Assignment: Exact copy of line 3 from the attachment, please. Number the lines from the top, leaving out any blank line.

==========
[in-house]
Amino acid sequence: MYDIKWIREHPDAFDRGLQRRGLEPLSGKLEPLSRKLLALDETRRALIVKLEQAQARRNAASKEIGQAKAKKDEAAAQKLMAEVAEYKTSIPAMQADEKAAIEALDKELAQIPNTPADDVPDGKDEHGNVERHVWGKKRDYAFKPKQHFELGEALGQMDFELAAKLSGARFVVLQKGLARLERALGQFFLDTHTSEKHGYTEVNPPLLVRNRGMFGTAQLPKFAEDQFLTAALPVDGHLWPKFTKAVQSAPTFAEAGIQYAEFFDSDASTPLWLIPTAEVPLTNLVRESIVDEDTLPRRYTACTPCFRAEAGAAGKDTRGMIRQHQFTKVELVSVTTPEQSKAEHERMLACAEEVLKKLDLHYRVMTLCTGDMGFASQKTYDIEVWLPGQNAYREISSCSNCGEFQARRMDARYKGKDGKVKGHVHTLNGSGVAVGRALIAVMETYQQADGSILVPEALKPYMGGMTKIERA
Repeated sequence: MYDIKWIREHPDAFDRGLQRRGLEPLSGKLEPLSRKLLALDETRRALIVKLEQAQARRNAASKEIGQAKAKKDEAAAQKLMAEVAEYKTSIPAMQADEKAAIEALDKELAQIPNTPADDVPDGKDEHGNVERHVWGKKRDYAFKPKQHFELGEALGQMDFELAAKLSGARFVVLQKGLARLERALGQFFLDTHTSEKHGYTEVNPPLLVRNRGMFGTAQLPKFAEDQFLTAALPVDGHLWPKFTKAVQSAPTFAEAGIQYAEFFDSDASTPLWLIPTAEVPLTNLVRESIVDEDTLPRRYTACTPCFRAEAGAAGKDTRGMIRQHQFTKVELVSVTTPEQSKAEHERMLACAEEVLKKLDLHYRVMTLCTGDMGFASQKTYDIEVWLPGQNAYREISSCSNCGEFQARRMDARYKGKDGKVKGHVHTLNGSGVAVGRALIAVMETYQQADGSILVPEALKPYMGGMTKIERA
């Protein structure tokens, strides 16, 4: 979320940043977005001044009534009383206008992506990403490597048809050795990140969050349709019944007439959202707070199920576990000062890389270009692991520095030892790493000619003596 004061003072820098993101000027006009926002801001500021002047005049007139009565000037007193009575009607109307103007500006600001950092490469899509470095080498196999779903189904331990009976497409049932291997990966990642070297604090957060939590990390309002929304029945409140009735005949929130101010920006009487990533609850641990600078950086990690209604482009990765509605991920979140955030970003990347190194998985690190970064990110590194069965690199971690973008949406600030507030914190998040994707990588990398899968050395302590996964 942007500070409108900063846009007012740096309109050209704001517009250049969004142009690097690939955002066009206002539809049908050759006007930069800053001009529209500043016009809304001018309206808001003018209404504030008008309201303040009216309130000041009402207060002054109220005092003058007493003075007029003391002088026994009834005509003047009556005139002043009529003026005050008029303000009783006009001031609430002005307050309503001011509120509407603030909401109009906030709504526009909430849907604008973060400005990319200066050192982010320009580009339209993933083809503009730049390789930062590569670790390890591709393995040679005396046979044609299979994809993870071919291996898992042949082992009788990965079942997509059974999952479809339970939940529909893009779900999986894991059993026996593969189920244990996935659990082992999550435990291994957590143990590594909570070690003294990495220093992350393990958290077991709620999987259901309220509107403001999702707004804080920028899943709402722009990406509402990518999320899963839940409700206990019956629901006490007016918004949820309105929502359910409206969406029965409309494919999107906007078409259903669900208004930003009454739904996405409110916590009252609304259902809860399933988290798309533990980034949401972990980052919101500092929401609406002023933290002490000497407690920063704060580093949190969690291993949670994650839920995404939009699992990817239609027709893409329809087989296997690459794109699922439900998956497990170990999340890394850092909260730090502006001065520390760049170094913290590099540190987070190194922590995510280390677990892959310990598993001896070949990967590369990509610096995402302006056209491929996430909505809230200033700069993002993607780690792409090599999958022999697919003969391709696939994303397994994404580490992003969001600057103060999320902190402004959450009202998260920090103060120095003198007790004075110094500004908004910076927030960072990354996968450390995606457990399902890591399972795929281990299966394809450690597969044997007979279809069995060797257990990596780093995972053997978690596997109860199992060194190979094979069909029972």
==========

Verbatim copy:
Repeated sequence: MYDIKWIREHPDAFDRGLQRRGLEPLSGKLEPLSRKLLALDETRRALIVKLEQAQARRNAASKEIGQAKAKKDEAAAQKLMAEVAEYKTSIPAMQADEKAAIEALDKELAQIPNTPADDVPDGKDEHGNVERHVWGKKRDYAFKPKQHFELGEALGQMDFELAAKLSGARFVVLQKGLARLERALGQFFLDTHTSEKHGYTEVNPPLLVRNRGMFGTAQLPKFAEDQFLTAALPVDGHLWPKFTKAVQSAPTFAEAGIQYAEFFDSDASTPLWLIPTAEVPLTNLVRESIVDEDTLPRRYTACTPCFRAEAGAAGKDTRGMIRQHQFTKVELVSVTTPEQSKAEHERMLACAEEVLKKLDLHYRVMTLCTGDMGFASQKTYDIEVWLPGQNAYREISSCSNCGEFQARRMDARYKGKDGKVKGHVHTLNGSGVAVGRALIAVMETYQQADGSILVPEALKPYMGGMTKIERA